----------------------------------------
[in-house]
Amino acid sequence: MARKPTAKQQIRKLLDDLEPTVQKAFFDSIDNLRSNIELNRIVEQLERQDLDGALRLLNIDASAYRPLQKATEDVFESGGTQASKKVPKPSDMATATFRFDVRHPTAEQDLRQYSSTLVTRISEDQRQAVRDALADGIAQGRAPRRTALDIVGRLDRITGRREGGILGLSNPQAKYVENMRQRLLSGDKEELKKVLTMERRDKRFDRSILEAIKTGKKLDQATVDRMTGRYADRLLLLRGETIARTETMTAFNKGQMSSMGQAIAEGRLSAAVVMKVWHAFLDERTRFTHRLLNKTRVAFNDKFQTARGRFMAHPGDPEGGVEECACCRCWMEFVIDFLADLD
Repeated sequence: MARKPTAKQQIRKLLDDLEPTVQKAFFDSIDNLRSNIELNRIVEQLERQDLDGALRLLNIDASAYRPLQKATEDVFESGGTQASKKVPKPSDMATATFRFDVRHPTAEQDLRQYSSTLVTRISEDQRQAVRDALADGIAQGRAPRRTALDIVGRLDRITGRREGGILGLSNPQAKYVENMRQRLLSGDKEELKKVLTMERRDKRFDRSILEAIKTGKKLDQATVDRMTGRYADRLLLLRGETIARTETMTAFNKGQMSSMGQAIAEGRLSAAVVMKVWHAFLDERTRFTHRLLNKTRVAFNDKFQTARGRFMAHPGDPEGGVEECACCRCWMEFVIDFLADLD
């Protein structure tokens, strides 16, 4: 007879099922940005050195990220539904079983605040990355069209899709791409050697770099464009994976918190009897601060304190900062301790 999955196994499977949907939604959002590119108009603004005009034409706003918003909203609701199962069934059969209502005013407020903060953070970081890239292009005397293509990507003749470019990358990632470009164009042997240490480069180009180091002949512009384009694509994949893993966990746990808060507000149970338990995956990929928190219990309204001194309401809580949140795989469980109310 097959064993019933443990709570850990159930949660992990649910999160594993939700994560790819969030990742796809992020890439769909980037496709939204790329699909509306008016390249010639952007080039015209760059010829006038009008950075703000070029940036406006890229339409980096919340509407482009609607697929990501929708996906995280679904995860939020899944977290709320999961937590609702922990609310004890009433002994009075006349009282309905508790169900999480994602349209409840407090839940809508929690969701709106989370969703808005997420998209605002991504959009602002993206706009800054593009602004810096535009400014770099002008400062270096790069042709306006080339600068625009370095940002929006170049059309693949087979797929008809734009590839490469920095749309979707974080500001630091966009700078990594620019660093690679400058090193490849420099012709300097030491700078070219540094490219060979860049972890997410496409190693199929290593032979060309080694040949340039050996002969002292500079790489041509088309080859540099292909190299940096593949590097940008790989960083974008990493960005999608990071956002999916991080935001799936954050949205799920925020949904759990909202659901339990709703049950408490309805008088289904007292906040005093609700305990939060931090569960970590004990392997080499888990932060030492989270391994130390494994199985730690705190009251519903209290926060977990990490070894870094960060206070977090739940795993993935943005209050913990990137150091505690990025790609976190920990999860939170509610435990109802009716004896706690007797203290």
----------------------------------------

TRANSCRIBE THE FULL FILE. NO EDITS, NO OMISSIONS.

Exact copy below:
[in-house]
Amino acid sequence: MARKPTAKQQIRKLLDDLEPTVQKAFFDSIDNLRSNIELNRIVEQLERQDLDGALRLLNIDASAYRPLQKATEDVFESGGTQASKKVPKPSDMATATFRFDVRHPTAEQDLRQYSSTLVTRISEDQRQAVRDALADGIAQGRAPRRTALDIVGRLDRITGRREGGILGLSNPQAKYVENMRQRLLSGDKEELKKVLTMERRDKRFDRSILEAIKTGKKLDQATVDRMTGRYADRLLLLRGETIARTETMTAFNKGQMSSMGQAIAEGRLSAAVVMKVWHAFLDERTRFTHRLLNKTRVAFNDKFQTARGRFMAHPGDPEGGVEECACCRCWMEFVIDFLADLD
Repeated sequence: MARKPTAKQQIRKLLDDLEPTVQKAFFDSIDNLRSNIELNRIVEQLERQDLDGALRLLNIDASAYRPLQKATEDVFESGGTQASKKVPKPSDMATATFRFDVRHPTAEQDLRQYSSTLVTRISEDQRQAVRDALADGIAQGRAPRRTALDIVGRLDRITGRREGGILGLSNPQAKYVENMRQRLLSGDKEELKKVLTMERRDKRFDRSILEAIKTGKKLDQATVDRMTGRYADRLLLLRGETIARTETMTAFNKGQMSSMGQAIAEGRLSAAVVMKVWHAFLDERTRFTHRLLNKTRVAFNDKFQTARGRFMAHPGDPEGGVEECACCRCWMEFVIDFLADLD
């Protein structure tokens, strides 16, 4: 007879099922940005050195990220539904079983605040990355069209899709791409050697770099464009994976918190009897601060304190900062301790 999955196994499977949907939604959002590119108009603004005009034409706003918003909203609701199962069934059969209502005013407020903060953070970081890239292009005397293509990507003749470019990358990632470009164009042997240490480069180009180091002949512009384009694509994949893993966990746990808060507000149970338990995956990929928190219990309204001194309401809580949140795989469980109310 097959064993019933443990709570850990159930949660992990649910999160594993939700994560790819969030990742796809992020890439769909980037496709939204790329699909509306008016390249010639952007080039015209760059010829006038009008950075703000070029940036406006890229339409980096919340509407482009609607697929990501929708996906995280679904995860939020899944977290709320999961937590609702922990609310004890009433002994009075006349009282309905508790169900999480994602349209409840407090839940809508929690969701709106989370969703808005997420998209605002991504959009602002993206706009800054593009602004810096535009400014770099002008400062270096790069042709306006080339600068625009370095940002929006170049059309693949087979797929008809734009590839490469920095749309979707974080500001630091966009700078990594620019660093690679400058090193490849420099012709300097030491700078070219540094490219060979860049972890997410496409190693199929290593032979060309080694040949340039050996002969002292500079790489041509088309080859540099292909190299940096593949590097940008790989960083974008990493960005999608990071956002999916991080935001799936954050949205799920925020949904759990909202659901339990709703049950408490309805008088289904007292906040005093609700305990939060931090569960970590004990392997080499888990932060030492989270391994130390494994199985730690705190009251519903209290926060977990990490070894870094960060206070977090739940795993993935943005209050913990990137150091505690990025790609976190920990999860939170509610435990109802009716004896706690007797203290």